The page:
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Hoffmann, R. A wiki for the life sciences where authorship matters. Nature Genetics (2008)

Molecular regulation of copper excretion in the liver.

Cu is an essential nutrient that is required for a broad range of cellular and molecular processes. Mammals have efficient systems to control Cu homeostasis that operate at the level of controlling uptake, distribution, sequestration and excretion of Cu. The study of diseases associated with disturbed Cu homeostasis has greatly enhanced our understanding of the molecular mechanisms involved in Cu metabolism. In man the liver is responsible for excreting excess Cu from the body by means of biliary secretion. Wilson disease is a severe human disorder characterized by Cu accumulation in the liver as a result of a deficiency in biliary Cu secretion. This disorder is caused by mutations in the gene that encodes a Cu-transporting P-type ATPase (ATP7B). The MURR1 gene was identified recently, and it was hypothesized that this gene is also essential for biliary Cu excretion and is presumed to act downstream of ATP7B. MURR1 is mutated in canine Cu toxicosis, a disorder with phenotypic characteristics similar to those of Wilson disease. MURR1 encodes a protein that is of unknown function and is without detectable sequence homology to known proteins. MURR1 is readily detected in all tissues and cell types, suggesting that it may exhibit a pleiotropic function in different organs, which may or may not be exclusively linked to Cu homeostasis. The use of genetic, biochemical and genomic tools, as well as the development of appropriate models in organisms other than dog, will allow the elucidation of the molecular and cellular function of MURR1 in relation to hepatic Cu homeostasis and biliary Cu excretion.[1]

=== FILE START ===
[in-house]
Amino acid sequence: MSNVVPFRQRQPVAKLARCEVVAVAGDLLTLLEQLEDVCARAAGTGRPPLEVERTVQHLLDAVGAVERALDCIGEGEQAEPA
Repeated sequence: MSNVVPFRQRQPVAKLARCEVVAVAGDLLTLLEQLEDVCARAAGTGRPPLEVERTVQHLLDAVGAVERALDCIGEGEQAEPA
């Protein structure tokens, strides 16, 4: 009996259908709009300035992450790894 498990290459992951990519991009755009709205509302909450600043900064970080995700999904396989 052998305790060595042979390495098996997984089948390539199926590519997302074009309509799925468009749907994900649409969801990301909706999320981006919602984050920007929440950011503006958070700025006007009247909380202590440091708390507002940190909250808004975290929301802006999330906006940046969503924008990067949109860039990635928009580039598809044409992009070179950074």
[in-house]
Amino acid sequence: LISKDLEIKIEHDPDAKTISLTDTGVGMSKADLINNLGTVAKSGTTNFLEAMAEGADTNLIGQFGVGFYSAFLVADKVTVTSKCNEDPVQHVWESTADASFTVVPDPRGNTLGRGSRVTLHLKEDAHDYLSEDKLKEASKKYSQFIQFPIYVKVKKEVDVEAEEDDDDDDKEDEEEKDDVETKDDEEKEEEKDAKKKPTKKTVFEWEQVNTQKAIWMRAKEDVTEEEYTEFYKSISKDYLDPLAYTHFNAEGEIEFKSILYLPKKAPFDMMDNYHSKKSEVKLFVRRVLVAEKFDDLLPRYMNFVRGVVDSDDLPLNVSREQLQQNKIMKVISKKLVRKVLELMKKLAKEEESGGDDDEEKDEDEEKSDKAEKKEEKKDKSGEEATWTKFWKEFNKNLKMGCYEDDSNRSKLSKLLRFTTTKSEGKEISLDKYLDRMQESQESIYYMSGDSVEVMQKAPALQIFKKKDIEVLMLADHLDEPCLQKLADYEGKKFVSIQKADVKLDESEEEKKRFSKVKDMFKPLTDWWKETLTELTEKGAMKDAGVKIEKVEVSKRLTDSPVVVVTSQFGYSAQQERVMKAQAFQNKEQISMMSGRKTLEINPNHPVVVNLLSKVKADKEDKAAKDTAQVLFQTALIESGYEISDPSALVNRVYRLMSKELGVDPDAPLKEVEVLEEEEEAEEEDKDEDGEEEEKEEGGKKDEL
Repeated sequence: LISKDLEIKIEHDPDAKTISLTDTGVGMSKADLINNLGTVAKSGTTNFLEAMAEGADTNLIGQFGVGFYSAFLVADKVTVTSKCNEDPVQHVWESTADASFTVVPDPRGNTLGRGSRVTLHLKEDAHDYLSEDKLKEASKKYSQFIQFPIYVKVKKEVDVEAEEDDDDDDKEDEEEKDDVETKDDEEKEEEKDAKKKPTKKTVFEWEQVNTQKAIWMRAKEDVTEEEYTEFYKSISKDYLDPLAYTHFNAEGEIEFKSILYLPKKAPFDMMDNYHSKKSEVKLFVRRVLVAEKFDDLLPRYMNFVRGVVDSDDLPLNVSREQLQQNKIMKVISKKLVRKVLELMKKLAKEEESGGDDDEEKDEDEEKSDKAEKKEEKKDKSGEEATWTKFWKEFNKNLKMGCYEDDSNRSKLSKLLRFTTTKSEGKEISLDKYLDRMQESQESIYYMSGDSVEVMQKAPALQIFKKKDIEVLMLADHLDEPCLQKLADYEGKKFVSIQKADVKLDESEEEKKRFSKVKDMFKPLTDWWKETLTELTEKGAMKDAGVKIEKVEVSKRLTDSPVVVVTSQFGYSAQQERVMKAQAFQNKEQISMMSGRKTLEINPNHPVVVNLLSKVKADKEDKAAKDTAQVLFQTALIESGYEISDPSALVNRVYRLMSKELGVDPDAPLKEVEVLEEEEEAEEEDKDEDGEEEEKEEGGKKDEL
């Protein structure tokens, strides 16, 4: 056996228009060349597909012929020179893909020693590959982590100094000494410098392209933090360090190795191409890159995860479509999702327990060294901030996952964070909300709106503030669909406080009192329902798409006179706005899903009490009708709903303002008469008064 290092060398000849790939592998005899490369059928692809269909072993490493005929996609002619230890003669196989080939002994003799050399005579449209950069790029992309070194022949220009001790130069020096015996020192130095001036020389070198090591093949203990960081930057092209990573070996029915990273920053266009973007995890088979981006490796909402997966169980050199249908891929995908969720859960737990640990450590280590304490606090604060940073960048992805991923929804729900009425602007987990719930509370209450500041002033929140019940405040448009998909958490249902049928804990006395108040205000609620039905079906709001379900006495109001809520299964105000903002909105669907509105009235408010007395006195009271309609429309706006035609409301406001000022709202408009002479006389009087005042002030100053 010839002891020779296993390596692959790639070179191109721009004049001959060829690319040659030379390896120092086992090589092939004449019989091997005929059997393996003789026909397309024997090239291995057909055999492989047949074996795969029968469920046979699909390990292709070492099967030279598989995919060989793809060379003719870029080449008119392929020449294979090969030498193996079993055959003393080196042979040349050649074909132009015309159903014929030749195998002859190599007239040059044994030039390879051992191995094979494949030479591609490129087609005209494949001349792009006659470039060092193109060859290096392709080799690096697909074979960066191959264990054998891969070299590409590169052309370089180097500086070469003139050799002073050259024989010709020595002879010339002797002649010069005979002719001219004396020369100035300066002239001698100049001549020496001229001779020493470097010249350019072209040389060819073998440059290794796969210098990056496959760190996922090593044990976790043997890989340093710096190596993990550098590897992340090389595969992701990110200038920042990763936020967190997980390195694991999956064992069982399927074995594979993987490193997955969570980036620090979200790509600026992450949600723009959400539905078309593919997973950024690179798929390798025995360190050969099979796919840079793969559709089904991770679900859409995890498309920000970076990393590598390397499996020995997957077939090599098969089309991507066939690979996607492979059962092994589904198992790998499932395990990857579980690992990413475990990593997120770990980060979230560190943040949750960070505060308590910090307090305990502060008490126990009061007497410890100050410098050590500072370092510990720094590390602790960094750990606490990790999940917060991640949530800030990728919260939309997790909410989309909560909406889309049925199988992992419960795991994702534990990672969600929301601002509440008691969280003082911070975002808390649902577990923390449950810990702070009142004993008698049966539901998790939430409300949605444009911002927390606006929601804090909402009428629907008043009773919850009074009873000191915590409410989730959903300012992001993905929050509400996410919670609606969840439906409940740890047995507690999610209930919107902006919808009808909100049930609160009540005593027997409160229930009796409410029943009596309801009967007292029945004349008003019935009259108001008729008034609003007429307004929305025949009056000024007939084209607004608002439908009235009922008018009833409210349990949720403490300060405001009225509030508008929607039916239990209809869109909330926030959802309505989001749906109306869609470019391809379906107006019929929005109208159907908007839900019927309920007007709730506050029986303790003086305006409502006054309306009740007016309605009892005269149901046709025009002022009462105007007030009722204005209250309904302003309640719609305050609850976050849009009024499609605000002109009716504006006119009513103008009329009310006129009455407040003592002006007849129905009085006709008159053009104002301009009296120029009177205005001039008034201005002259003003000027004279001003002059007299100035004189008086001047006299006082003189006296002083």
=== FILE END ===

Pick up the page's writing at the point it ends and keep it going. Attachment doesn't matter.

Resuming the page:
1. Molecular regulation of copper excretion in the liver. Wijmenga, C., Klomp, L.W. The Proceedings of the Nutrition Society. (2004) [Pubmed]
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